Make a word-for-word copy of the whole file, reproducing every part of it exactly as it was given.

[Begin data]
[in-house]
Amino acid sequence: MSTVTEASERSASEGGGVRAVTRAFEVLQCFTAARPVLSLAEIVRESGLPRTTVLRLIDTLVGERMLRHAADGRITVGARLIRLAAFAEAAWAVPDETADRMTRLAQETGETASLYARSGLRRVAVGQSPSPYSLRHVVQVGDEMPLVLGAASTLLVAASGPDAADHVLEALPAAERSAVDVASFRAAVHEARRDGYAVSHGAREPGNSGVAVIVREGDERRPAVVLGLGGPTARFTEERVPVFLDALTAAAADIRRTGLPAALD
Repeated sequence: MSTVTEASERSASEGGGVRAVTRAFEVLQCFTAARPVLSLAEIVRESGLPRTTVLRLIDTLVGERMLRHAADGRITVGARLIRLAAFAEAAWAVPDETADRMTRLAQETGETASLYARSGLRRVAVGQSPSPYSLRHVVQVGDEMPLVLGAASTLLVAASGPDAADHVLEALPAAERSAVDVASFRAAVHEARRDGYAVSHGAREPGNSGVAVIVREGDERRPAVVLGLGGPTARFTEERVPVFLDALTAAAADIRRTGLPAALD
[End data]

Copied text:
[in-house]
Amino acid sequence: MSTVTEASERSASEGGGVRAVTRAFEVLQCFTAARPVLSLAEIVRESGLPRTTVLRLIDTLVGERMLRHAADGRITVGARLIRLAAFAEAAWAVPDETADRMTRLAQETGETASLYARSGLRRVAVGQSPSPYSLRHVVQVGDEMPLVLGAASTLLVAASGPDAADHVLEALPAAERSAVDVASFRAAVHEARRDGYAVSHGAREPGNSGVAVIVREGDERRPAVVLGLGGPTARFTEERVPVFLDALTAAAADIRRTGLPAALD
Repeated sequence: MSTVTEASERSASEGGGVRAVTRAFEVLQCFTAARPVLSLAEIVRESGLPRTTVLRLIDTLVGERMLRHAADGRITVGARLIRLAAFAEAAWAVPDETADRMTRLAQETGETASLYARSGLRRVAVGQSPSPYSLRHVVQVGDEMPLVLGAASTLLVAASGPDAADHVLEALPAAERSAVDVASFRAAVHEARRDGYAVSHGAREPGNSGVAVIVREGDERRPAVVLGLGGPTARFTEERVPVFLDALTAAAADIRRTGLPAALD